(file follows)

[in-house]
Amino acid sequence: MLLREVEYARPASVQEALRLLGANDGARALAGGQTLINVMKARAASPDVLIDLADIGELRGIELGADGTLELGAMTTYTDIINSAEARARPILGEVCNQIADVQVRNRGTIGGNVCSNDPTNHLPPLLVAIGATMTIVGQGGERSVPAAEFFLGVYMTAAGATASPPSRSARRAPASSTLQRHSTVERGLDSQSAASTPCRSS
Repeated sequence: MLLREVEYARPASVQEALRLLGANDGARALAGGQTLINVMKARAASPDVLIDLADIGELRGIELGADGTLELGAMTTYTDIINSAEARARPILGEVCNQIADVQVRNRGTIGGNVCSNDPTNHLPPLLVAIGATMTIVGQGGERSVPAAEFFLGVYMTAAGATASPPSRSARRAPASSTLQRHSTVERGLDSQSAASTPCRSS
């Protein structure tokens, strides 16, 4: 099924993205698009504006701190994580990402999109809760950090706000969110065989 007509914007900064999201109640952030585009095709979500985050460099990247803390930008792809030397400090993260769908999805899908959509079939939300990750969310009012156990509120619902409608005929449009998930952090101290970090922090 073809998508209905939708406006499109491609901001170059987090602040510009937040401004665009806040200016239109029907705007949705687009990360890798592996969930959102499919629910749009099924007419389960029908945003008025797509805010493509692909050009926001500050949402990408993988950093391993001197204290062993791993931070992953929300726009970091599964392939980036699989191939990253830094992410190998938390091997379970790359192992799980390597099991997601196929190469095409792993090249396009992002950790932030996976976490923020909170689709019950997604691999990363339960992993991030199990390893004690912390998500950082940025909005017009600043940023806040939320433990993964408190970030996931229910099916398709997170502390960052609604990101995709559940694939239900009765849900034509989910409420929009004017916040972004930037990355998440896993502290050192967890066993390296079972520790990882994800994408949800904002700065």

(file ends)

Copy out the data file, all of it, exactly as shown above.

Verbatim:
[in-house]
Amino acid sequence: MLLREVEYARPASVQEALRLLGANDGARALAGGQTLINVMKARAASPDVLIDLADIGELRGIELGADGTLELGAMTTYTDIINSAEARARPILGEVCNQIADVQVRNRGTIGGNVCSNDPTNHLPPLLVAIGATMTIVGQGGERSVPAAEFFLGVYMTAAGATASPPSRSARRAPASSTLQRHSTVERGLDSQSAASTPCRSS
Repeated sequence: MLLREVEYARPASVQEALRLLGANDGARALAGGQTLINVMKARAASPDVLIDLADIGELRGIELGADGTLELGAMTTYTDIINSAEARARPILGEVCNQIADVQVRNRGTIGGNVCSNDPTNHLPPLLVAIGATMTIVGQGGERSVPAAEFFLGVYMTAAGATASPPSRSARRAPASSTLQRHSTVERGLDSQSAASTPCRSS
């Protein structure tokens, strides 16, 4: 099924993205698009504006701190994580990402999109809760950090706000969110065989 007509914007900064999201109640952030585009095709979500985050460099990247803390930008792809030397400090993260769908999805899908959509079939939300990750969310009012156990509120619902409608005929449009998930952090101290970090922090 073809998508209905939708406006499109491609901001170059987090602040510009937040401004665009806040200016239109029907705007949705687009990360890798592996969930959102499919629910749009099924007419389960029908945003008025797509805010493509692909050009926001500050949402990408993988950093391993001197204290062993791993931070992953929300726009970091599964392939980036699989191939990253830094992410190998938390091997379970790359192992799980390597099991997601196929190469095409792993090249396009992002950790932030996976976490923020909170689709019950997604691999990363339960992993991030199990390893004690912390998500950082940025909005017009600043940023806040939320433990993964408190970030996931229910099916398709997170502390960052609604990101995709559940694939239900009765849900034509989910409420929009004017916040972004930037990355998440896993502290050192967890066993390296079972520790990882994800994408949800904002700065």